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ENGLISH MELODIES.

No. VII.

WE doubted whether we ought to publish the following Song under the title of an English Melody; but the author, the elegant and erudite Member for Glasgow, the Roscoe indeed we may say, of Greenock, assures us, that it is as good English as he ever spoke in his life.

After this testimony, we cannot hesitate to lay before our readers the following English Melody.

THE BLACK BROOM.

A SCOTTISH SANG; ENGLISH'D,

BY K. F. ESQ. M. P.

To the tune of "The De'il came fiddling thro' the town."

I.

The Broomt cam capouring doon to the Hoose,
Wi' a mossion about an Excisemon;

It sims the Exchequer can loosen a noose
Whech the law too cruelly teis, mon;

So Looshington cried, "ye've foond a mare's

nest,

"We weesh ye much joy o' the prize, mon; "Tes a vera new grievance, but ane o' the best, "Whan the Trasury snubs the Excisemcn."

• Kirkman Finlay, Esq. M. P. for Glasgow.

† See Mr. Brougham's motion, on the 2d April, 1816, relative

to the remission of excise penalties.

II.

The Broom is commonly pawkie enoo ;

Boot was, faith, ilka night, not a wise mon,

Ef he thought, in the coontry, to make a hubboo,
Wi' a mossion aboot an Excisemon ;

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For the Trasury cried, ye've foond a mare's nest,
We weesh ye much luck o' the prize, mon;

'Tes a vara new grievance, boot ane o' the best, Whan the Trasury snubs the Excisemon.

III.

The Exciseman is keen, like a Wheg, at a fau't;
Like a Wheg too, he staps at no lies, mon,
And so, 'gainst the honest plain dealer in mau't,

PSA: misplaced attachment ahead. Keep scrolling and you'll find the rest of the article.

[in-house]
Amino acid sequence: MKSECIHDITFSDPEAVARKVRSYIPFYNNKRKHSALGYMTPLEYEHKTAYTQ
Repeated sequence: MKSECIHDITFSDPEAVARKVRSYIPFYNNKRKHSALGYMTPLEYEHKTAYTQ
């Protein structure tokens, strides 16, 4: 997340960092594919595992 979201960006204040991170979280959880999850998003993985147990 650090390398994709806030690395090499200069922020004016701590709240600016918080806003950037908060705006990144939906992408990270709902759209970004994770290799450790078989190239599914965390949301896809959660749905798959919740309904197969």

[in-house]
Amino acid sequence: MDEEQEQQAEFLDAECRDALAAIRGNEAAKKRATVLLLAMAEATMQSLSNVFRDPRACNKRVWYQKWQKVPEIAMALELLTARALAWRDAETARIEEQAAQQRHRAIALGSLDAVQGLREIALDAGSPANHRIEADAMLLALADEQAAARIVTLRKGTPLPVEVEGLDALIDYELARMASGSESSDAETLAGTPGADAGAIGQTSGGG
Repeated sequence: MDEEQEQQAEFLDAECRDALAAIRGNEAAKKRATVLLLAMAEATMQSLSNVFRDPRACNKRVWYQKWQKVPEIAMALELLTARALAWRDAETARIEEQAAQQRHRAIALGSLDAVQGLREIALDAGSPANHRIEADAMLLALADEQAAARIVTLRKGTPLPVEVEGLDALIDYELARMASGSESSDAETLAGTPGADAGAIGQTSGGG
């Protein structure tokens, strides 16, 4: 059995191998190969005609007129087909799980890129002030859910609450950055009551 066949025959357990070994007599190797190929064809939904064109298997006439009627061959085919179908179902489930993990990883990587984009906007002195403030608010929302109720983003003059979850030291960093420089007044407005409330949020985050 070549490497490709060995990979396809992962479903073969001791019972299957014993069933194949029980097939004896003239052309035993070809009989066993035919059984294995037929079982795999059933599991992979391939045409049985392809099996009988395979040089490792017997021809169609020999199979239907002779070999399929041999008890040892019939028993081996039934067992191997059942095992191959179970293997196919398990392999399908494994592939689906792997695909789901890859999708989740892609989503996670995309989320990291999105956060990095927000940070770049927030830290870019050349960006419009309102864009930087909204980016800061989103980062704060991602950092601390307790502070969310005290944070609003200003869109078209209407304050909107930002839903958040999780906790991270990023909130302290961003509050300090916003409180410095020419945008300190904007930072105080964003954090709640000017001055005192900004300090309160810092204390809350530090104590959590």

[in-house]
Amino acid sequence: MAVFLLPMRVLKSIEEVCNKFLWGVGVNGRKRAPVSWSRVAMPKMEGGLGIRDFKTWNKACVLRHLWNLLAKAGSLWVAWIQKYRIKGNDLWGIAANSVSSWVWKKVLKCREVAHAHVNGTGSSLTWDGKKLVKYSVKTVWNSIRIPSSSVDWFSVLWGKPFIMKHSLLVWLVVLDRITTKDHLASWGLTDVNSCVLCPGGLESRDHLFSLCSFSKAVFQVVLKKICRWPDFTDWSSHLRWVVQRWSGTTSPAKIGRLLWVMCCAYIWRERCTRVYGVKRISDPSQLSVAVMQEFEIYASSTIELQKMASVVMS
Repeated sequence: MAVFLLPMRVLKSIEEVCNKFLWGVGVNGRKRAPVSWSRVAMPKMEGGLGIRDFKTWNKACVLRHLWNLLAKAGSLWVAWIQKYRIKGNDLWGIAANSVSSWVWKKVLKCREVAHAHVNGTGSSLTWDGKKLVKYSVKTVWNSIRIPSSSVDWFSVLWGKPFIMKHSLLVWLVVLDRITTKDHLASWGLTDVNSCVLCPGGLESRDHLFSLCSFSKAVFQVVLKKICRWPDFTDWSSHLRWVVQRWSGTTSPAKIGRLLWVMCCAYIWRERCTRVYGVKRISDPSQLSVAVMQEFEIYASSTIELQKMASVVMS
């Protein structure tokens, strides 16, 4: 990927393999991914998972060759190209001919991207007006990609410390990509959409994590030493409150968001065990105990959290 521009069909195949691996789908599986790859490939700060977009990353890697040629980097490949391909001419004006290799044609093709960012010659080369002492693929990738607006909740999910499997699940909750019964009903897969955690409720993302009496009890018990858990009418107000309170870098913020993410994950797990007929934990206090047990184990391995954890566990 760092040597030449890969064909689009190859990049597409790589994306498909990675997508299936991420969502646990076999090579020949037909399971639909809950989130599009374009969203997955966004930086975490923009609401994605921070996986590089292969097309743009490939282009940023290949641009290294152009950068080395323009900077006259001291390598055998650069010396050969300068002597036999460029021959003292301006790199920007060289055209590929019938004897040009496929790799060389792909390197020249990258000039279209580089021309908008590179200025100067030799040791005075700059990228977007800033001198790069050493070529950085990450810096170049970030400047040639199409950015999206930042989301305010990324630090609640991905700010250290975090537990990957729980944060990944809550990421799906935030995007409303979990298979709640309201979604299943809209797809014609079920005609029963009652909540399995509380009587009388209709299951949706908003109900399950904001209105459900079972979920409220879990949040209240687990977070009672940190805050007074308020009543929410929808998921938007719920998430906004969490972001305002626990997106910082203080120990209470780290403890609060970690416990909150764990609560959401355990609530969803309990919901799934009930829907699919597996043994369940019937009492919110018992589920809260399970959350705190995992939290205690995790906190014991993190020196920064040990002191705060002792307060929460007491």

Black Broom would support the Excisemon :
Then the Hoose all cried oot, ye've foond a
mare's nest,

We weesh ye much luck o' the prize, mon ; 'Tes a vara new grievance, but ane o' the best, Whan the Trasury snubs the Excisemon.

IV.

There are vots on the Airmy, and vots on the Naivy,

For Aistimaits aw' to revise, mon;

Boot, aye, the best mossion, (and fair it, God saive ye)
Was the Broom's, just aboot the Excisemon :
For the coontry craid oot, ye've foond a mare's
nest,

We weesh ye much luck o' the prize, mon; 'Tis a vera new grievance, but ane o' the best, Whan the Trasury snubs the Excisemon.

N.

GEOGRAPHICAL INTELLIGENCE.

THE FRIENDLESS ISLANDS.

April 11, 1816. A VESSEL just arrived round about from New Holland has brought an account of this interesting cluster of Islands, which had hitherto been little noticed by former circumnavigators. By some they have been mistaken for the Ladrones, but these are now ascertained to be exactly the antipodes of England, and to lie precisely opposite to the Cape of Good Hope. The following are the most remarkable of the group :

Twaddle Poon-son-boo, the principal of the cluster, is very flat and uninteresting, but it is one of the richest of the whole, having an annual revenue of

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